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The Mechanics of Consensus: Nonterritorial Cultural Autonomy and the Russian State

Published online by Cambridge University Press:  07 January 2020

Federica Prina*
Central and East European Studies, School of Social and Political Sciences, University of Glasgow, Glasgow, United Kingdom of Great Britain and Northern Ireland
*Corresponding author. Email:


Russia’s institutions on nonterritorial cultural autonomy (NTCA) can be broadly situated within the country’s political community, in the sense that they—for the most part—recognize the government’s rules of engagement and its role as decision maker, leading to overarching consensus and pursuit of shared objectives. At the same time, they remain at the periphery of the political community. This article outlines the reasons for NTCA institutions’ peripherality and limited influence upon Russia’s minority policies. Such reasons are linked to external factors—Russia’s undemocratic political system—but also to conditions intrinsic to NTCA institutions themselves—forms of passivity and (non)participation, and blurred boundaries between NTCA institutions and state actors. The interaction of such factors generates the noted prevailing consensus between NTCA institutions and the Russian state. Interview data further reveal that representatives of NTCA institutions are far from monolithic: the said external and internal factors affect them in different ways, resulting in variations in forms of consensus and cooperation with state actors. This, in turn, allows for multiple interpretative frameworks of state–civil society coexistence in the sphere of Russia’s diversity management.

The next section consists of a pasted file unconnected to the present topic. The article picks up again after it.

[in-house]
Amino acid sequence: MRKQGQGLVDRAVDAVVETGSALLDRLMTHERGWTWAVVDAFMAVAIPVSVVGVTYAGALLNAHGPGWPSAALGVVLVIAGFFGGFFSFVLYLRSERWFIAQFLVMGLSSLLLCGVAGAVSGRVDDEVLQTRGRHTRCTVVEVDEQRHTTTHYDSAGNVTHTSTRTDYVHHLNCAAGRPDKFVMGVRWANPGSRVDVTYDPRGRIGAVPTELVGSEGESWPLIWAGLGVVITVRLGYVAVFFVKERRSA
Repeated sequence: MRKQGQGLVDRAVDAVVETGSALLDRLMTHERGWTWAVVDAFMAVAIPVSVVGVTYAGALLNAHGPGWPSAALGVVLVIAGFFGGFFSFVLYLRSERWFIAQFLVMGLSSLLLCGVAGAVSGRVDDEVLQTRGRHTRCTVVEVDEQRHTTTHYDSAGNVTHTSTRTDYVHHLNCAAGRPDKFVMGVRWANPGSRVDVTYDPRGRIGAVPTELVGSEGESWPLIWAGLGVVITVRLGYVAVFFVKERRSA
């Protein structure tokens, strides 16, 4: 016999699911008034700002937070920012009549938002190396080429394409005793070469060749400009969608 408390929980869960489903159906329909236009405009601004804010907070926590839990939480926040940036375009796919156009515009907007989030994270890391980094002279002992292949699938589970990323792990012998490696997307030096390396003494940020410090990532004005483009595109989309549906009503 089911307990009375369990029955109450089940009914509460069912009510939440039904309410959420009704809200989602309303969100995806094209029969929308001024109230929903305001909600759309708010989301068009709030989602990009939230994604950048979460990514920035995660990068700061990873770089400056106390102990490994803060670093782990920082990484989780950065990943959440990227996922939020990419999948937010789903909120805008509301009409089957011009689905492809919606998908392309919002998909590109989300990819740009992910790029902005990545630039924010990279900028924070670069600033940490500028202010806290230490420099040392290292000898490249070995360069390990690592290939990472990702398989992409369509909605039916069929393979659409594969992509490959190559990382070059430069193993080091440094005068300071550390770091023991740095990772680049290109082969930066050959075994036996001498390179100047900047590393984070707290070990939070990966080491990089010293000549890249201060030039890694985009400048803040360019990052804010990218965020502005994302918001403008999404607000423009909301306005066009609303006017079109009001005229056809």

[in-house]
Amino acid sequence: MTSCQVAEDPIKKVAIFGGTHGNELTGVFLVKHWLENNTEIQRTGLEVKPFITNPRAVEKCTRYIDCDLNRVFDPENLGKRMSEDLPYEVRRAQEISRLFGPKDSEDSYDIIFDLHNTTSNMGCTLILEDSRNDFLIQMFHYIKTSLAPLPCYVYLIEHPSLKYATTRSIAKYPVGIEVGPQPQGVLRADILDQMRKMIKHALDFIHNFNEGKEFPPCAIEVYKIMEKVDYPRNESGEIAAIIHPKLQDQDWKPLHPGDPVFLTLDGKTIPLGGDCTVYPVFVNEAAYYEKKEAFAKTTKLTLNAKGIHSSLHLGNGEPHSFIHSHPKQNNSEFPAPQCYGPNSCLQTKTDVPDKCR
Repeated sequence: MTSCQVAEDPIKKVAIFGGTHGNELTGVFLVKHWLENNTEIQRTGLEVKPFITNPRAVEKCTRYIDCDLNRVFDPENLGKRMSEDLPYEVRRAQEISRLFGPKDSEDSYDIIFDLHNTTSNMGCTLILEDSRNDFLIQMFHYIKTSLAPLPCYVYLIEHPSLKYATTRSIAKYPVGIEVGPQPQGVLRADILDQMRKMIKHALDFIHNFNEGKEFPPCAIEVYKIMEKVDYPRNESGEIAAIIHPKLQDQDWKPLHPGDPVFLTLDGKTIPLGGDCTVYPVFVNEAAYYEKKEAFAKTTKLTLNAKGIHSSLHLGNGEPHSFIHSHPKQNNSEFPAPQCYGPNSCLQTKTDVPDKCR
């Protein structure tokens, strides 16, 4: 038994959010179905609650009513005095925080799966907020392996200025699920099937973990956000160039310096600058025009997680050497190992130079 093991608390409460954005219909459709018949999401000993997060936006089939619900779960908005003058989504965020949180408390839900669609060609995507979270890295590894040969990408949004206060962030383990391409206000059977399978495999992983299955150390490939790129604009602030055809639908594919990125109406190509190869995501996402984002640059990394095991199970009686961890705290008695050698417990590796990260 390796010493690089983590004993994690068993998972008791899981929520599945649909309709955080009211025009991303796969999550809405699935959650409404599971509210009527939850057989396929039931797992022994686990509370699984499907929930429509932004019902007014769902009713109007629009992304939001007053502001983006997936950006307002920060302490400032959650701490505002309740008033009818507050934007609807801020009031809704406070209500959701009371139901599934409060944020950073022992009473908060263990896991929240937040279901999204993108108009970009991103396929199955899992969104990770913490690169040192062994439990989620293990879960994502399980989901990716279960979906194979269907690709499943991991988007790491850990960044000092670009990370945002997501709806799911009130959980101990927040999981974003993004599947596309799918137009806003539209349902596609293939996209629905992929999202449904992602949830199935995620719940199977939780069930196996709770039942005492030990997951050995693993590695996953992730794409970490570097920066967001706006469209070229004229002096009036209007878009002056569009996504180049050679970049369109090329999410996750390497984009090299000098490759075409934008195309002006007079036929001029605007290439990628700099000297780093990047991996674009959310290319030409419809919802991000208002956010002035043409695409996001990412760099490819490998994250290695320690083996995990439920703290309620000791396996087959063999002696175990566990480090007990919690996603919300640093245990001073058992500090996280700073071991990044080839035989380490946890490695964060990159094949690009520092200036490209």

Special Issue Article
© Association for the Study of Nationalities 2020

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Respondent 2, 2016. Representative of an NGO providing legal aid to migrants. Interviewed by author, May 30. Moscow.Google Scholar
Respondent 3, 2016. Representative of an association uniting communities from the North Caucasus and an NGO providing legal aid to migrants. Interviewed by author, May 30. Moscow.Google Scholar
Respondent 4, 2016. Academic and former public official in Tatarstan. Interviewed by author, May 19. Kazan, Tatarstan.Google Scholar
Respondent 5, 2016. Leader of a regional NCA. Interviewed by author, April 25. Petrozavodsk, Karelia.Google Scholar
Respondent 6, 2015. Member of the Inter-Regional Public Organization of Mordovian (Moksha and Erzya) Peoples. Interviewed by author, June 15. Saransk, Mordovia.Google Scholar
Respondent 7, 2015. Academic specializing in inter-ethnic relations. Interviewed by author, June 24. Kazan, Tatarstan.Google Scholar
Respondent 8, 2015. Academic specializing in inter-ethnic relations. Interviewed by author, October 21. Moscow.Google Scholar
Respondent 9, 2016. Member of Tatar NTCA institutions and local politician. Interviewed by author, May 25. Ufa, Bashkortostan.Google Scholar
Respondent 10, 2016. Director of a Tatar NGO. Interviewed by author, May 23. Ufa, Bashkortostan.Google Scholar
Respondent 11, 2016. Member of the Karelian People's Congress. Interviewed by author, April 27. Petrozavodsk, Karelia.Google Scholar
Respondent 12, 2016. Member of the Tatar regional NCA of the Republic of Bashkortostan. Interviewed by author, May 23–25. Ufa, Bashkortostan.Google Scholar